Thoughts and Perceptions

From: Richard Brodie (
Date: Wed Apr 10 2002 - 02:40:17 BST

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    Subject: Thoughts and Perceptions
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    Scott wrote:

    <<Is visual observation pure seeing? Is there any processing before
    makes it to the status of an observation as filtered through limited sensory
    channels each replete with tuning biases and possibly processed along
    further steps up the hierarchy towards conceptualization and its categorical

    >From _Virus of the Mind_:

    The universe is full of stuff. However, anything we say about that stuff is
    purely a concept—a set of memes—invented by human beings. All concepts are
    composed of memes. For instance, the United States are only States because
    we have invented 50 distinctions—memes—carving out that territory. Alabama
    isn’t a reality, it’s just there because we say so, because we are
    programmed with a meme for Alabama. If we didn’t have an Alabama meme, that
    land would just be more dirt.
    Likewise, the earth is simply a distinction—a meme—we invented because it
    was convenient to put edges around the place we live in order to distinguish
    it from the rest of the universe. To the universe, it’s all just stuff. You
    may say, “But there really are edges! There’s where the dirt ends and the
    atmosphere begins, or where the atmosphere gives way to outer space!”
    Really? Dirt, atmosphere, outer space—they’re all memes. If you think dirt
    is really dirt, not a meme we invented for our convenience, then all you’ll
    ever have is dirt. If you see it’s a meme, and not the Truth, you open up
    the possibility of other memes to talk about the same thing: elements,
    crystals, subatomic particles. Remember, viewed through an electron
    microscope, it’s all mostly empty space!

    How about this one: you are simply a distinction—a meme—we invented because
    it was convenient to talk about the parts of the universe that feel pain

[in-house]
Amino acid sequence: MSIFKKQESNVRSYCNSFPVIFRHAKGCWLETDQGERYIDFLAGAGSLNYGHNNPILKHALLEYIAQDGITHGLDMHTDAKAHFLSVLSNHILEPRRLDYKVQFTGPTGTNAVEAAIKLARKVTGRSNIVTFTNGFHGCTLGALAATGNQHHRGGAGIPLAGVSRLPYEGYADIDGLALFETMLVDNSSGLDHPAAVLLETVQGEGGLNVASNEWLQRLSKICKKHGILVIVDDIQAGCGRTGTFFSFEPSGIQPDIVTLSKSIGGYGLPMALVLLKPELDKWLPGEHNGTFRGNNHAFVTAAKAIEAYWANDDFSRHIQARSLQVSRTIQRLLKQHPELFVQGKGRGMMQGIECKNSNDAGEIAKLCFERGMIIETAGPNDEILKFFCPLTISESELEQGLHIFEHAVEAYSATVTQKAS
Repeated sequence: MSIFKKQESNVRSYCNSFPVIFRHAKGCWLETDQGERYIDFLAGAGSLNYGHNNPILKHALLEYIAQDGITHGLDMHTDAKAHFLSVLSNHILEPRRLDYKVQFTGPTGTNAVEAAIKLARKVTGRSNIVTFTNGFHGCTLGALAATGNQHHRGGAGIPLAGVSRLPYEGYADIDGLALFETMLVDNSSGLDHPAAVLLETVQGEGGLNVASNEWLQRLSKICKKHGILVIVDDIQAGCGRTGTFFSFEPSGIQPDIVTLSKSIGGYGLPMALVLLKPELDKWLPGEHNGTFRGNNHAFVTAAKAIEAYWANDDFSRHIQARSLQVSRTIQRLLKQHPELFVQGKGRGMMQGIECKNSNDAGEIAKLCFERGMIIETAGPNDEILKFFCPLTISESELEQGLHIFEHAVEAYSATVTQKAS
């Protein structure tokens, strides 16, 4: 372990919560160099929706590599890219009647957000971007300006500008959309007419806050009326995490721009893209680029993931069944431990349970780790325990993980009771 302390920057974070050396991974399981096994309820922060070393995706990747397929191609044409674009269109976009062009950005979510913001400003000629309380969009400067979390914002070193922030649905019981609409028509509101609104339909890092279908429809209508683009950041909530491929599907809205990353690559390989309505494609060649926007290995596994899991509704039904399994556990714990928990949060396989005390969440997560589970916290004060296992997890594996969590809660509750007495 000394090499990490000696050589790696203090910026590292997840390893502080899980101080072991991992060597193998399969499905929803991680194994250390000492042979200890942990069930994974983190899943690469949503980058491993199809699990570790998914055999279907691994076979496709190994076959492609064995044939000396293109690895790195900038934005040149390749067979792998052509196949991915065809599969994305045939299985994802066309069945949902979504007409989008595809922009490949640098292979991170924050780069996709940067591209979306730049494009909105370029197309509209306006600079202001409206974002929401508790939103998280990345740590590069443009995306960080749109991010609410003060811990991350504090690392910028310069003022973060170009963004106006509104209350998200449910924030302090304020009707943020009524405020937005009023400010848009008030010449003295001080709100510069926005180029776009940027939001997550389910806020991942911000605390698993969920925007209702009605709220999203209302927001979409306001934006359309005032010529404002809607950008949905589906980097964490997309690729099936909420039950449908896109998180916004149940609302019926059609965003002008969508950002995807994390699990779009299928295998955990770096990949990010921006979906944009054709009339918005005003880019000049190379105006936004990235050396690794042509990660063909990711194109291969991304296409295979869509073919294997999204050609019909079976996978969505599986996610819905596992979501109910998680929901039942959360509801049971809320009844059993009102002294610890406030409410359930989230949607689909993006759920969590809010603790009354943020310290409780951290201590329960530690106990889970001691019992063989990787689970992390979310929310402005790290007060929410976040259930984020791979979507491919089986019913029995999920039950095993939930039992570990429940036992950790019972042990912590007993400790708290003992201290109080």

when hit with a hammer. To the universe, there’s no you, or human beings, or
    giraffes, or solar systems, or galaxies. All those are human-invented
    distinctions. They are all memes.

    Now one more point: everything I just said, about the distinction between
    objective reality and concepts, is a concept. It’s a meme. To the universe,
    there’s no such thing as a concept. I just drew this distinction because it
    was convenient to use when we’re talking about memetics.
    Distinctions are one kind of meme. They are ways of carving up the world by
    categorizing or labeling things.

    When you create a distinction, you gain access to some things and lose
    access to others. It’s useful to be conscious of what distinction-memes you’
    re programmed with, and to know that all the distinctions you draw are
    human-invented and not reality.

    Distinctions, as I just mentioned, are one kind of meme that contributes to
    your programming. Someone educated (programmed) in the memes of French will
    behave differently in France from someone who has no knowledge of the
    language—his mind will recognize meaning where others will hear only noise.
    Someone programmed with the distinction Coca-Cola will be more likely to buy
    Coke than the store brand of cola. Her mind will recognize the familiar red
    can with the white swish; the store brand will not register because she has
    no distinction-meme for it.
    The Coca-Cola company knows this, by the way, which is why their logo has
    grown bigger and bigger over the years until today the entire front panel of
    a seven-foot-tall Coke machine bears the distinctive red-and-white

    Advertisers, politicians, and anyone else who wants your money or support
    are very interested in programming you with certain distinctions over
    others, and understanding the distinctions you see the world through so they
    can take advantage of them. What are you more likely to buy for breakfast: a
    slice of chocolate cake or a “chocolate-chip muffin”? Calling a round piece
    of high-fat chocolate cake a “muffin” takes advantage of the distinctions
    you have around breakfast food and increases sales. My local cafe has just
    come out with scone-shaped brownies! Of course, no one would eat brownies
    for breakfast, but scones—!


    You may also be interested in a communication model posted at

    Richard Brodie

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